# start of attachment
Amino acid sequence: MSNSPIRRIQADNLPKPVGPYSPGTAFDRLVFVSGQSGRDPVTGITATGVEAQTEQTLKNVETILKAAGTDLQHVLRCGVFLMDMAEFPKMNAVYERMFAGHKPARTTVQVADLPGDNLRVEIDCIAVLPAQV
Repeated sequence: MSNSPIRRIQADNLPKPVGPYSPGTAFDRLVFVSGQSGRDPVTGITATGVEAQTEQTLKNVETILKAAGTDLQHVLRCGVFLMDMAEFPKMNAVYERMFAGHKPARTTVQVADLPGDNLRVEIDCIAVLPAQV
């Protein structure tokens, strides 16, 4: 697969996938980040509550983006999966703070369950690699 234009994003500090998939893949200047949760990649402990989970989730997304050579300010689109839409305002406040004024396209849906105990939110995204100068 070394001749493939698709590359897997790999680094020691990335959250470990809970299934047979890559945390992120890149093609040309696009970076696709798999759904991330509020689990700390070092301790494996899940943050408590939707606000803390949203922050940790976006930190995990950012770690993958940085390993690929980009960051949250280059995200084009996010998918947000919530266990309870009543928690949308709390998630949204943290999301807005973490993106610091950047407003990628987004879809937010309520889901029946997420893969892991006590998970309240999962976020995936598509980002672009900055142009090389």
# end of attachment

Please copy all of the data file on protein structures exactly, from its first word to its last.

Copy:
Amino acid sequence: MSNSPIRRIQADNLPKPVGPYSPGTAFDRLVFVSGQSGRDPVTGITATGVEAQTEQTLKNVETILKAAGTDLQHVLRCGVFLMDMAEFPKMNAVYERMFAGHKPARTTVQVADLPGDNLRVEIDCIAVLPAQV
Repeated sequence: MSNSPIRRIQADNLPKPVGPYSPGTAFDRLVFVSGQSGRDPVTGITATGVEAQTEQTLKNVETILKAAGTDLQHVLRCGVFLMDMAEFPKMNAVYERMFAGHKPARTTVQVADLPGDNLRVEIDCIAVLPAQV
């Protein structure tokens, strides 16, 4: 697969996938980040509550983006999966703070369950690699 234009994003500090998939893949200047949760990649402990989970989730997304050579300010689109839409305002406040004024396209849906105990939110995204100068 070394001749493939698709590359897997790999680094020691990335959250470990809970299934047979890559945390992120890149093609040309696009970076696709798999759904991330509020689990700390070092301790494996899940943050408590939707606000803390949203922050940790976006930190995990950012770690993958940085390993690929980009960051949250280059995200084009996010998918947000919530266990309870009543928690949308709390998630949204943290999301807005973490993106610091950047407003990628987004879809937010309520889901029946997420893969892991006590998970309240999962976020995936598509980002672009900055142009090389």